For Gripen’s new variant, Saab and its partners have invested heavily in cutting edge technologies such as gallium nitride (GaN) for sensors such as AESA radars and electronic warfare (EW) systems. Selex Skyward-G infrared search and track (IRST) sensor and a new IFF (identification friend or-foe) system have added to the buzz around Gripen E development.
The Gripen E test aircraft which has already shown its supercruise ability in 2009, has logged around 300 flights ratifying its vital systems and airframe attributes and generating unprecedented interest across the globe.
Gripen is being successfully operated in six countries- Czech Republic, Hungary, ...
Gripen E represents that rarest of capability improvements, one that does not come with a correspondingly hefty price tag, says Angad Singh in an exclusive report on the fighter aircraft which featured as the cover story “The Gripen Forges Ahead In Super Mode“ for the May-June issue of Vayu magazine..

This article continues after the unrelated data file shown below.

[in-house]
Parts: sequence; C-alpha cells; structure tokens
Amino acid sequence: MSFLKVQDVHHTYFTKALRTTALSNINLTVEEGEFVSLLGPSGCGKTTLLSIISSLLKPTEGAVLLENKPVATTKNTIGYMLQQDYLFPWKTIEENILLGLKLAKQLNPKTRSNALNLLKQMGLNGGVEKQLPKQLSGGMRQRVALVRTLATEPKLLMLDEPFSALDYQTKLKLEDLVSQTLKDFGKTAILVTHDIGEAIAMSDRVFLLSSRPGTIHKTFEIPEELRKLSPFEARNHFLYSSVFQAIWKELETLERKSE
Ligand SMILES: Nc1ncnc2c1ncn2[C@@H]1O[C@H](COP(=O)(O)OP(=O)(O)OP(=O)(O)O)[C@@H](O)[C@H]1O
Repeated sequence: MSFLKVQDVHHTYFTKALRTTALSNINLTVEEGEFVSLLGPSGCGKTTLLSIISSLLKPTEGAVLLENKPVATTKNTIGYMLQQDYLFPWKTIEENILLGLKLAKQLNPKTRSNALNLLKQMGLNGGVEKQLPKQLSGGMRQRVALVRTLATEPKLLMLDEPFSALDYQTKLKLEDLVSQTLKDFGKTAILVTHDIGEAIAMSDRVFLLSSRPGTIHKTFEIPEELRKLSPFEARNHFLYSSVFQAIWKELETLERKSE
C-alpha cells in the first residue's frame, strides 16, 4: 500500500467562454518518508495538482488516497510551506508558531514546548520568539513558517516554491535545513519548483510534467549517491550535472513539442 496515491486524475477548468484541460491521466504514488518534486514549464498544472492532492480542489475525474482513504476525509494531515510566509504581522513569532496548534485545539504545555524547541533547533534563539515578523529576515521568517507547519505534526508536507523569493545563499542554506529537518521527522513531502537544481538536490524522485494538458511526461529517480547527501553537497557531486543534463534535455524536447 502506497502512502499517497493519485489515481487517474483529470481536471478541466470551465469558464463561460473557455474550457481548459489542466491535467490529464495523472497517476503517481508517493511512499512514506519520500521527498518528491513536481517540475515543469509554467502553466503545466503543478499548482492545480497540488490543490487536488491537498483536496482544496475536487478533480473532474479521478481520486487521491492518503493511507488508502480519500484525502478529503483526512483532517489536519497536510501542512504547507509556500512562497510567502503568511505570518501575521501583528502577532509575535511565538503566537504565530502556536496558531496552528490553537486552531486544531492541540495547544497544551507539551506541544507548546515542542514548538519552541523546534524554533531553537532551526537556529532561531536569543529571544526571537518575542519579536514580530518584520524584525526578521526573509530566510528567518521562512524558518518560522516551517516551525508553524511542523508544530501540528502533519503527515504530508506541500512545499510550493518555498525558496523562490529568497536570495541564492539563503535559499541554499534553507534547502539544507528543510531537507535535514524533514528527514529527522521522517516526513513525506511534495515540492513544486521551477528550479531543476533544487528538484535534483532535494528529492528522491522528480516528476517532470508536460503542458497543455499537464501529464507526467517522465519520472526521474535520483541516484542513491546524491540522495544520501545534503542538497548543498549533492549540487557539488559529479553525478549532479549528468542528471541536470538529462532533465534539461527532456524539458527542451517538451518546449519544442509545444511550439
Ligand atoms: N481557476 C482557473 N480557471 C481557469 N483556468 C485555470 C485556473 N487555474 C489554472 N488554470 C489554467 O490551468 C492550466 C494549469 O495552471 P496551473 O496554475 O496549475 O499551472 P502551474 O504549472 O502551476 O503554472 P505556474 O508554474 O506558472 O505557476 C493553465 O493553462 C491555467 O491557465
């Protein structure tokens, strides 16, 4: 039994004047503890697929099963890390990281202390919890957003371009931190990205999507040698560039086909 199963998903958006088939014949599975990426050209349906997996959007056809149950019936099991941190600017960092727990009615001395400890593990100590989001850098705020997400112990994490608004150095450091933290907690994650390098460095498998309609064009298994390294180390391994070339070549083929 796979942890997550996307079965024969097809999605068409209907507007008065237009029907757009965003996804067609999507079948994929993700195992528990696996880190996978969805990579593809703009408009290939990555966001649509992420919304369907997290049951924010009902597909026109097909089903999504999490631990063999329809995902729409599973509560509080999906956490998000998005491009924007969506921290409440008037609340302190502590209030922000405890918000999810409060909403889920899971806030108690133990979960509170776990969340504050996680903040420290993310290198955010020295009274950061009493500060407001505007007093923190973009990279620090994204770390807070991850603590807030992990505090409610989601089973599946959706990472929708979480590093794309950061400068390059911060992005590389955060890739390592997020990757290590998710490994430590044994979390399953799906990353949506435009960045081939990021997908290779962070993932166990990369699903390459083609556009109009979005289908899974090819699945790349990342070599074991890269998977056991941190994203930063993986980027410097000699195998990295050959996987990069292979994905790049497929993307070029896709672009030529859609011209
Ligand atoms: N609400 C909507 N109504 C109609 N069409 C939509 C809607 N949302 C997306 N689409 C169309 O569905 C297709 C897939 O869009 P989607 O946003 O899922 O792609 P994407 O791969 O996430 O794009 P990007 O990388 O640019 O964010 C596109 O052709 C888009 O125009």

Gripen E development, right from the start has been focused on producing an aircraft that combines high performance and low cost. For example, GE F414 engine, with its high performance and reliability was the obvious choice for the new generation aircraft. Also, sensor development for Gripen E focuses on leveraging a mix of innovative solutions and proven technologies which eventually keep the cost down.
Gripen E would have sensors that are enhanced, not just in comparison to its earlier variants, but also to contemporary fighters worldwide. It would also feature GaN-based EW suite that provides tremendous situational awareness and BriteCloud which is an onboard active decoy from Selex.
All this, according to the report, results in an aircraft that looks much the same – and feels much the same – but brings a quantum leap in performance and combat ability to the type.